Frankly, I can't explain why you should sell these stocks (at least in your case, as you've described it to me). I could give you the whole broker spiel, grounded in theoretical doctrine a la Ben Graham, about selling overvalued stocks and buying them back on dips. Unfortunately, I'd also be ignoring several real-world complications like taxes, imperfect information, and transaction costs, simply to generate a few year-end commission dollars.
To me, it sounds like (a) you fully understand and are comfortable with the risks inherent with concentrating your wealth in a handful of tech stocks, and (b) you're truly committed for the long term.
Just ask yourself this: If you won the Publisher's Clearinghouse Sweepstakes tomorrow, would you be willing to buy more shares of these stocks at their current prices? If the answer is yes, then let 'em ride! Who cares about near-term valuations if you're looking to cash in five to 10 years down the road or longer?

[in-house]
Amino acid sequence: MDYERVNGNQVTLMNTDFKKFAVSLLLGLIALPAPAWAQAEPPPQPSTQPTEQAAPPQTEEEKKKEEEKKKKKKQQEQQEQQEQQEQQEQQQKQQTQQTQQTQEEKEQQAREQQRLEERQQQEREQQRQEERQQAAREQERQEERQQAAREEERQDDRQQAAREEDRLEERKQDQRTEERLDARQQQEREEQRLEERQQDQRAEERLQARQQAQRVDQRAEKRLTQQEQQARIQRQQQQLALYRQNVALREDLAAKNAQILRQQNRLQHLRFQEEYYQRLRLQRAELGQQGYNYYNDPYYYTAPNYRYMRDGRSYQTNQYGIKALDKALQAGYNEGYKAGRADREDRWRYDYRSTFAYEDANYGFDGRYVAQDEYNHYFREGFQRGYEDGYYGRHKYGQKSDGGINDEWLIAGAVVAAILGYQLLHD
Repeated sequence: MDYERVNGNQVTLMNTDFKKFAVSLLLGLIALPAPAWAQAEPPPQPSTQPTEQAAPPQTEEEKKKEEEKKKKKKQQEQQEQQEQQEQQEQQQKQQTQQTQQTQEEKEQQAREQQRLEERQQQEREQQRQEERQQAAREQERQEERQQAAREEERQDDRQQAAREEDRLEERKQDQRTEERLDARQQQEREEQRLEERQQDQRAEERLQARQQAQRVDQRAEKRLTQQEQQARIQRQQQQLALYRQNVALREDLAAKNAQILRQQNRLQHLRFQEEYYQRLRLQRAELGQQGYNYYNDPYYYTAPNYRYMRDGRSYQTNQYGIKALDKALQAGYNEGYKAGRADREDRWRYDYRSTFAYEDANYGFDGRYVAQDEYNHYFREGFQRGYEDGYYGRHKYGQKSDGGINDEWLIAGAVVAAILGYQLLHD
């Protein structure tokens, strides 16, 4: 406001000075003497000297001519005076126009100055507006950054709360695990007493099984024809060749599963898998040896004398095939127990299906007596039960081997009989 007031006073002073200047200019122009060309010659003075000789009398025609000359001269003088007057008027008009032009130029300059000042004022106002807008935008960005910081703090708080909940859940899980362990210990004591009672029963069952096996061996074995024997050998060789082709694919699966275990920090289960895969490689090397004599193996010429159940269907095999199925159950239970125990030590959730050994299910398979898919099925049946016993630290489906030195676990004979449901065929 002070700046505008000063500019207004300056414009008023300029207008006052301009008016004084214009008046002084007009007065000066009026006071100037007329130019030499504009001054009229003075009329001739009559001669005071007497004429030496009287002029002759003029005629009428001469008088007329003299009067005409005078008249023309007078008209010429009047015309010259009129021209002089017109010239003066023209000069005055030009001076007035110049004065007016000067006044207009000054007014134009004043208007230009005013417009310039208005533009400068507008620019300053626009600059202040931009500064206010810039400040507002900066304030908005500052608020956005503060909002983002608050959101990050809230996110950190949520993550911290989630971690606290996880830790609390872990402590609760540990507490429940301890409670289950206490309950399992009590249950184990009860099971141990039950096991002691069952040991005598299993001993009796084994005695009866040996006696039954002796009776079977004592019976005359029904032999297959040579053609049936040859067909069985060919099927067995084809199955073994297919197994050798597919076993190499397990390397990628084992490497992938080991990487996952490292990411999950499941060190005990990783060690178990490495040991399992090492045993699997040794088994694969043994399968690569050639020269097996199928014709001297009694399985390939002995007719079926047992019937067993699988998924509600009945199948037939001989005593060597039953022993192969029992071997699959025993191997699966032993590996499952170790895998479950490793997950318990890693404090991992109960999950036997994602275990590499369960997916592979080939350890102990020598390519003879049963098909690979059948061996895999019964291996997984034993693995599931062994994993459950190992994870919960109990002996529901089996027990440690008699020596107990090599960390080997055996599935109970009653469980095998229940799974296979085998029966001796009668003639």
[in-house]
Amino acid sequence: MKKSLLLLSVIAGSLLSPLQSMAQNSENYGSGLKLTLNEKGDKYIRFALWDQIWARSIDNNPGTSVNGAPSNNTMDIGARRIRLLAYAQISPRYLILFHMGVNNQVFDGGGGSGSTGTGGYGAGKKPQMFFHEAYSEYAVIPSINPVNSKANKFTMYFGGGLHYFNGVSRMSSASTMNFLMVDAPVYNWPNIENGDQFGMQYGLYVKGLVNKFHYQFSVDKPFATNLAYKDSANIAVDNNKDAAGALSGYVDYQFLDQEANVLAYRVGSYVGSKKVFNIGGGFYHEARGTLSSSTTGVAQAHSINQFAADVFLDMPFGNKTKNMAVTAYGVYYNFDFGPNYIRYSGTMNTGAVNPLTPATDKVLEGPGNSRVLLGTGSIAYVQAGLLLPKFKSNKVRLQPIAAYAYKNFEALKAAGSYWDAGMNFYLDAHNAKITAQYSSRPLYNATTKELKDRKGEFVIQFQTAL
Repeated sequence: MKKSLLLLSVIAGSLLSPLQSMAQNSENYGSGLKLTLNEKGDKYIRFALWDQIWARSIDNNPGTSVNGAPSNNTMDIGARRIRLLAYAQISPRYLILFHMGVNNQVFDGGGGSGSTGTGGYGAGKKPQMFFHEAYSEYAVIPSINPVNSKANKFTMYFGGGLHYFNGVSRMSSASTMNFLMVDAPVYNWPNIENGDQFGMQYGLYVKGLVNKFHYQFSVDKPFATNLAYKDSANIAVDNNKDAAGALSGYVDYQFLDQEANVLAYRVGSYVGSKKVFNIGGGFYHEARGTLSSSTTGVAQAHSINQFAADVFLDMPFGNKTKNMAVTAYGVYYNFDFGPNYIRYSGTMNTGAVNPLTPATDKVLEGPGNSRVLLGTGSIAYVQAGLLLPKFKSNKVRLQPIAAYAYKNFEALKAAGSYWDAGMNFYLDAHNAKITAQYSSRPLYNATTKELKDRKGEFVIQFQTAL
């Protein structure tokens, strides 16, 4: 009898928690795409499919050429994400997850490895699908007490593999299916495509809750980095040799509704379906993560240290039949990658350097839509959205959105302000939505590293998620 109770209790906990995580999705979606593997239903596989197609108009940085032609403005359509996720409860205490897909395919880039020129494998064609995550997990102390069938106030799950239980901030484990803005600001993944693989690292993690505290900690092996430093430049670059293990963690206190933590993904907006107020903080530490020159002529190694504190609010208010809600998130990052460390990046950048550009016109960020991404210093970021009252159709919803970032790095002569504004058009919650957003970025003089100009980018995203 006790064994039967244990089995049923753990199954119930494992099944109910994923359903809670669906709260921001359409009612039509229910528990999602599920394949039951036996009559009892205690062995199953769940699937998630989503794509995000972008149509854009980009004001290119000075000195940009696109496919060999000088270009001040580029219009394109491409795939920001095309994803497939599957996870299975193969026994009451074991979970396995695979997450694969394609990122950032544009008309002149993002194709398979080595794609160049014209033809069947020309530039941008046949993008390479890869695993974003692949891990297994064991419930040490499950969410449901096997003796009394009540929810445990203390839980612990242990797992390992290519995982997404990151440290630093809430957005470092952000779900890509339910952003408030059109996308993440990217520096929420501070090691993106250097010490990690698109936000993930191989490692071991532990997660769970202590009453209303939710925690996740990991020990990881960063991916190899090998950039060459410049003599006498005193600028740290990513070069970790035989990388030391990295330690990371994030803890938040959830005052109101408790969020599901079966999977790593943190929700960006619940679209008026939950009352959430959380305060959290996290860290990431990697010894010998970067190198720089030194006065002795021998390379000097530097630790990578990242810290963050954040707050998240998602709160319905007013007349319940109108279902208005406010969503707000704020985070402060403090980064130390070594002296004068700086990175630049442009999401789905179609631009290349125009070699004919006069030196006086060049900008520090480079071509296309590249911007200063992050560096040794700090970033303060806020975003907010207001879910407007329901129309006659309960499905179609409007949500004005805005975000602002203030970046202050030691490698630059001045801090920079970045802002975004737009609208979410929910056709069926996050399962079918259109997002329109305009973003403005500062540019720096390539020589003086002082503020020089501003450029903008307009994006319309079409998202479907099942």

Would someone on the staff please calculate the P/E ratio of the Nasdaq 100 now that AMZN has been added to the index and report the results to your subscribers. Thanks Larry Kimble
While I could certainly spend a few hours running the numbers, I was hoping that one of our readers could provide a more elegant solution. (I can tell you, however, that the P/E will be roughly the same as before
was added since its weight is only about a quarter of a percent of the total.) So if anyone knows where we can look up the average P/E ratio for various indexes, including the Nasdaq 100, please
me here. Next time, I'll post the results along with a technical explanation of the "New" Nasdaq 100 index that went live on Dec. 18, along with the latest additions to the portfolio.
Andrew Greta is a business student and onetime stockbroker who lives in West Lafayette, Ind.